While much of the focus on Tesco’s merger with wholesaler Booker has centred on retail competition issues, catering supply is one of the central motivators of the tie-up.

Booker’s deals with well-known names such as Carluccio’s, Rick Stein and Wagamama, as well as many other eateries, add a lip-smacking new business category to Tesco’s menu – and one that could be profitably grown.

When details of the merger were disclosed in January, Tesco said that along with the opportunity to better serve shoppers, the merged business would also be able to “serve better the faster-growing ‘out of home’ food market”.

Here we take a look at some key statistics that illustrate the rationale and opportunity of foodservice supply for Tesco/Booker.


The forecast value of UK grocery wholesale by 2021, driven by foodservice, according to food industry body IGD. That represents a compound annual growth rate of 0.9%.

The forecast breaks down to a compound annual rate of 2.5% for delivered foodservice, 0.5% for delivered grocery and 0.1% for retail-led cash and carry.

In 2016, a 0.3% increase in grocery wholesalers’ revenues was powered by foodservice, where sales increased by 2.1%.


Approximate proportion of Booker’s sales already made to the catering sector. The fact that Tesco is not a competitor in that field was cited by the Competition and Markets Authority as evidence that the grocer and wholesaler “do not compete head to head in most of their activities”.

Booker’s strength in the category is one of the factors that made it an appetising acquisition for Tesco, as consumers increasingly eat out of home.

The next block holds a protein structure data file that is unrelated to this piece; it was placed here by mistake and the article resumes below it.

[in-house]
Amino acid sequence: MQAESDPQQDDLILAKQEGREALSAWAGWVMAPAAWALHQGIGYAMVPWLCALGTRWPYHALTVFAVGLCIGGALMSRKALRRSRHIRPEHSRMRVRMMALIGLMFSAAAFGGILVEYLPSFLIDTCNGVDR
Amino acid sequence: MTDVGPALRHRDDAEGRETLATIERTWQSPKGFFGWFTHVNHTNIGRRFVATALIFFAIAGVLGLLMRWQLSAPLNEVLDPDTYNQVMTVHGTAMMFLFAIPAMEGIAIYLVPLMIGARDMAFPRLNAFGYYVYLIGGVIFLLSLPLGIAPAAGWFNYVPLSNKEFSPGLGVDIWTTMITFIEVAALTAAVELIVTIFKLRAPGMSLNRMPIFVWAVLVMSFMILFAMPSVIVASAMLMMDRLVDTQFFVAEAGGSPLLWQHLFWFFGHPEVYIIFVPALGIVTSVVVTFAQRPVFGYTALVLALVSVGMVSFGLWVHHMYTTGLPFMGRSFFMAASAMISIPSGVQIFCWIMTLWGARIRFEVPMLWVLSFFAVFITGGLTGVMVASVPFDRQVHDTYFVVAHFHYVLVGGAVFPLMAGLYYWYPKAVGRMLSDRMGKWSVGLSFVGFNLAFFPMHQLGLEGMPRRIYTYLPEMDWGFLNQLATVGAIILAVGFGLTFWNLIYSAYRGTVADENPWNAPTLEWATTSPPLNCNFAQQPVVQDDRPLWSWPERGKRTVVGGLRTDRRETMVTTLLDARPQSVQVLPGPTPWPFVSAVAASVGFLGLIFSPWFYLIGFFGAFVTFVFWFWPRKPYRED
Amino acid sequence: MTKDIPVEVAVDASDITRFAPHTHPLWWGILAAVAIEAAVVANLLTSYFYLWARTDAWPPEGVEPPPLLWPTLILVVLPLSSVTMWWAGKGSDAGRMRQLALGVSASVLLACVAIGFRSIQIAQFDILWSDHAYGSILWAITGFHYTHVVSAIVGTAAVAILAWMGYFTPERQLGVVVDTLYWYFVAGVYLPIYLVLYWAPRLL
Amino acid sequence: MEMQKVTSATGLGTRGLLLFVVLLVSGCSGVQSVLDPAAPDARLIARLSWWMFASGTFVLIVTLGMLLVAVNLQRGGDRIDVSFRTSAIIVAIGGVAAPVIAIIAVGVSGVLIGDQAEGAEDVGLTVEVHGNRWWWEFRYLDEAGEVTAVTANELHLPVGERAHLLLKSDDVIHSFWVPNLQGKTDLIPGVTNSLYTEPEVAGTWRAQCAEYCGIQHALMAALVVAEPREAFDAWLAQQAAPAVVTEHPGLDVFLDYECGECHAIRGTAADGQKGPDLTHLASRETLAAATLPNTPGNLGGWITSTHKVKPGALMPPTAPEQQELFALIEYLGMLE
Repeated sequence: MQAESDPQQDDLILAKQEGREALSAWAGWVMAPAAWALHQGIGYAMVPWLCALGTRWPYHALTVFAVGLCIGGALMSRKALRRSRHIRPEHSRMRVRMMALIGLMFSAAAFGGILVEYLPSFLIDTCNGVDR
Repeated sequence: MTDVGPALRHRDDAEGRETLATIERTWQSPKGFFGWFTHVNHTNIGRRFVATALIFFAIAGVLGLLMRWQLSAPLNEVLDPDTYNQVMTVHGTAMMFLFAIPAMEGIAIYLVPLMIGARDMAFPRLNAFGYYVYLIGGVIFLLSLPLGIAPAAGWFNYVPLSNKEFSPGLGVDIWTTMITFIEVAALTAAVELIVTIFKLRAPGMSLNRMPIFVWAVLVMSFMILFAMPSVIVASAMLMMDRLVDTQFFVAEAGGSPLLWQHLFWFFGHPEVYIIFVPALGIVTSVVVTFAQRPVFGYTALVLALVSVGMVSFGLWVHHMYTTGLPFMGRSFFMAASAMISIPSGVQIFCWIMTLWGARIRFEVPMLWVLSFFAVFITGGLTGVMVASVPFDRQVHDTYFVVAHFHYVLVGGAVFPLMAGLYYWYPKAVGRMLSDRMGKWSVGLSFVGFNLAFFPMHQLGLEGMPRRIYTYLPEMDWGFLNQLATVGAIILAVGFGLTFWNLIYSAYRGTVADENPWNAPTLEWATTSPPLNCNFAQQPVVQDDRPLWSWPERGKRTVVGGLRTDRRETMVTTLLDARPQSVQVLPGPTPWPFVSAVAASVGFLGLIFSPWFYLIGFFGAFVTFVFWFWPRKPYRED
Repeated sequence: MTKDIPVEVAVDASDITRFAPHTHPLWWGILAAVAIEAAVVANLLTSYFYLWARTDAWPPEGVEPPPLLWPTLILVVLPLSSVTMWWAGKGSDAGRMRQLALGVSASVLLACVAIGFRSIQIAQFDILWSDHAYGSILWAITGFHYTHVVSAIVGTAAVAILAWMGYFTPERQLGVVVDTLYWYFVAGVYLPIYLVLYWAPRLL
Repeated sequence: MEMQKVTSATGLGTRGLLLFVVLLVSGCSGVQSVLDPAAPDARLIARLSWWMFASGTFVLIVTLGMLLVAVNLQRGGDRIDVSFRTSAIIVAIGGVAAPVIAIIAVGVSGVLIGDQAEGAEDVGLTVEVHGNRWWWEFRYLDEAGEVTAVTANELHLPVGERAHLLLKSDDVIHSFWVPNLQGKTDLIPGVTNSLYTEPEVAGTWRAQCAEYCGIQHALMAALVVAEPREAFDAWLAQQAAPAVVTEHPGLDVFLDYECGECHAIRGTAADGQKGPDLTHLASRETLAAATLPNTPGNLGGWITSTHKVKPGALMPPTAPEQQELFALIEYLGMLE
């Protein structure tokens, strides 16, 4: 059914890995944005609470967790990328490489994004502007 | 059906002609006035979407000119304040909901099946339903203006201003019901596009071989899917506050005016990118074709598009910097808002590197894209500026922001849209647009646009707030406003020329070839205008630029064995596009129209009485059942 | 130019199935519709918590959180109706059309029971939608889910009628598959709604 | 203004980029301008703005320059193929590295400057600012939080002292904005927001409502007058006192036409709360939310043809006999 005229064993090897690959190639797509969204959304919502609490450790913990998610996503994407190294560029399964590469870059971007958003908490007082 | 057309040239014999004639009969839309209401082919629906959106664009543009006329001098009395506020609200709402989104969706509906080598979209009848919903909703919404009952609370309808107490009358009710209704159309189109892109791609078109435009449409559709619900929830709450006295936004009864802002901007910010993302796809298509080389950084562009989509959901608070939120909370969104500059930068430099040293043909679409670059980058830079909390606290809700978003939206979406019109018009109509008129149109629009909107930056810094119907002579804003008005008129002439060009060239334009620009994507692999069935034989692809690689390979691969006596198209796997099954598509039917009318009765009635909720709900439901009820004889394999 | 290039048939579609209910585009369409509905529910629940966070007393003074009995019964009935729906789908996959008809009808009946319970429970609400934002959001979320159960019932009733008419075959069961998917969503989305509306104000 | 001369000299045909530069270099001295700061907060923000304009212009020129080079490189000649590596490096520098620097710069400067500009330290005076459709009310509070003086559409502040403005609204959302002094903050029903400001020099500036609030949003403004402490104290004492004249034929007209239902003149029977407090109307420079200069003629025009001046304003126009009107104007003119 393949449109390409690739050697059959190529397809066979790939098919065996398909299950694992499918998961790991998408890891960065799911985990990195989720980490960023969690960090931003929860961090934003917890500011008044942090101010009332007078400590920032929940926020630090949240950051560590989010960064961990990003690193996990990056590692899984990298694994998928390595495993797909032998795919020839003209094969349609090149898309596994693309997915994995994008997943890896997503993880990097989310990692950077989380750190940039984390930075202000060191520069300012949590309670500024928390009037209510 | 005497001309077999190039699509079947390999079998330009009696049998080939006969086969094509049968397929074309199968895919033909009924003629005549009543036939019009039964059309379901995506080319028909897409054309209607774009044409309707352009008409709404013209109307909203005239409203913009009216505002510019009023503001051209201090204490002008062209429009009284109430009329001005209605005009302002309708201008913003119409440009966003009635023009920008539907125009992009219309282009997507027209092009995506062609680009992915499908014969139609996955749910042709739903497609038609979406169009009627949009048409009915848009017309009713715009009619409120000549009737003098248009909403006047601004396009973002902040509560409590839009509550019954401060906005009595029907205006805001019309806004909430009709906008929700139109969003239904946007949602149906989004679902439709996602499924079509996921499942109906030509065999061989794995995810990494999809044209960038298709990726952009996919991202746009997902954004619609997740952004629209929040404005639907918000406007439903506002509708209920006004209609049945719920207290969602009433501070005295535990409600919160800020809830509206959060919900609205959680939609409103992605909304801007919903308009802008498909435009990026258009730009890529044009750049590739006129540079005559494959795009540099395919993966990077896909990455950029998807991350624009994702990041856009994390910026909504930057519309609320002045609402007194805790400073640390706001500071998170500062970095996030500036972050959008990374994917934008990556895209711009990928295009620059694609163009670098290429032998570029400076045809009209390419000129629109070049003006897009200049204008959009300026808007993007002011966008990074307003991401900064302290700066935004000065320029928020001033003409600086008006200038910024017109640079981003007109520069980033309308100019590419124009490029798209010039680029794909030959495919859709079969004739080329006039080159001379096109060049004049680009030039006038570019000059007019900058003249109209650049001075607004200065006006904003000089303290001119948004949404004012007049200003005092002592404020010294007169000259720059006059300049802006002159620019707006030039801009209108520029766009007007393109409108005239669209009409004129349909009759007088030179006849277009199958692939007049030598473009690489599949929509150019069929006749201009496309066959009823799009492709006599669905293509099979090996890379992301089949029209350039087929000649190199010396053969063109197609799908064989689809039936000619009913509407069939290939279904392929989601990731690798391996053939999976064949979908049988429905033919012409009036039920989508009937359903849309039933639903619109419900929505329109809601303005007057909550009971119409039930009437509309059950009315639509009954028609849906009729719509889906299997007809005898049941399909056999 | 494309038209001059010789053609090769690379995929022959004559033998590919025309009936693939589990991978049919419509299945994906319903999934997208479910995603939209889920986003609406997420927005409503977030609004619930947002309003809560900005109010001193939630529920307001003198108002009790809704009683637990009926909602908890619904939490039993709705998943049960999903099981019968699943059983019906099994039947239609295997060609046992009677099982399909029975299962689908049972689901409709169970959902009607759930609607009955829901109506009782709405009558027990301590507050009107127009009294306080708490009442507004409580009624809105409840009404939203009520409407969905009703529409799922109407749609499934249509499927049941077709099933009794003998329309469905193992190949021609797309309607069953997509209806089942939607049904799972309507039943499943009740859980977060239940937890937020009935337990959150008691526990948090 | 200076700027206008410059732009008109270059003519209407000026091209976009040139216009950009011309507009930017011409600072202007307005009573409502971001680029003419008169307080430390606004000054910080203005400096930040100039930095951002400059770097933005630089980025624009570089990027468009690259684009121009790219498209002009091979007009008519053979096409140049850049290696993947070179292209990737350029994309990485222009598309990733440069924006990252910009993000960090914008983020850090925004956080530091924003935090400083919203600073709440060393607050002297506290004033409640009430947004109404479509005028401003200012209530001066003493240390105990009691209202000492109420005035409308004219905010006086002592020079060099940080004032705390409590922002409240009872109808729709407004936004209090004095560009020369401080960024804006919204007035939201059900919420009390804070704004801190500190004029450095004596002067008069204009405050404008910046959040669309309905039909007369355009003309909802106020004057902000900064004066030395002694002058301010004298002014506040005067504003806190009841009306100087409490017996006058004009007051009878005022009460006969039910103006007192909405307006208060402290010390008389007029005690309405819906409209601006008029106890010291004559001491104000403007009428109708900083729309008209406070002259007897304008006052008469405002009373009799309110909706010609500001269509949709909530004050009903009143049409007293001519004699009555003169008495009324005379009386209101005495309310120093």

Advance in like-for-like sales by Booker to caterers in its last full year. That figure was compared with a 0.6% decline in like-for-like sales to retailers.

Sales to group accounts, such as Rick Stein and Hoseasons, climbed 21% over the year. Booker’s Chef Direct arm, serving chains including Prezzo and Byron Burgers, rose 46%, illustrating how the market is growing.


Booker’s share of foodservice wholesale in 2016, according the IGD. That puts Booker just behind Brakes, which controls 18% following its merger with Fresh Direct two years ago, and just ahead of Bidvest, which speaks for 15% of the market.

Other players such as Costco and Fairway control single-digit shares, but 31% of the market is held by ‘others’ – illustrating the opportunity that Booker has to build its supply business with caterers.


Value of the food-to-go retail market by 2022, according to IGD. This market segment is likely to deliver compound annual growth of 8.4% from this year until then, and is being led by businesses such as Greggs, Eat and Leon.

It is expected to overtake quick-service restaurants to become the biggest part of the food-to-go market, with sales rising from £5.1bn in 2017 to £8.4bn in 2022.

Supermarkets generate sales of £1.3bn from food-to-go at present, and the figure is expected to climb from £1.3bn to £5.9bn.


Wholesale delivered foodservice revenues from chilled and fresh food in 2016. Such lines represent the biggest category by value in delivered foodservice and rose 3% in 2016.

Chilled and fresh are a key battleground and were identified by the IGD as “demonstrating clear opportunities for wholesalers”.

Tesco said in January that a tie-up with Booker would create “a clear opportunity to develop better own-brand and fresh ranges”.

While stores and retail are foundation stones of Tesco and Booker’s merger, the deal, if it comes good on ambitions, will make the top grocer a more powerful player in a changing food consumption landscape.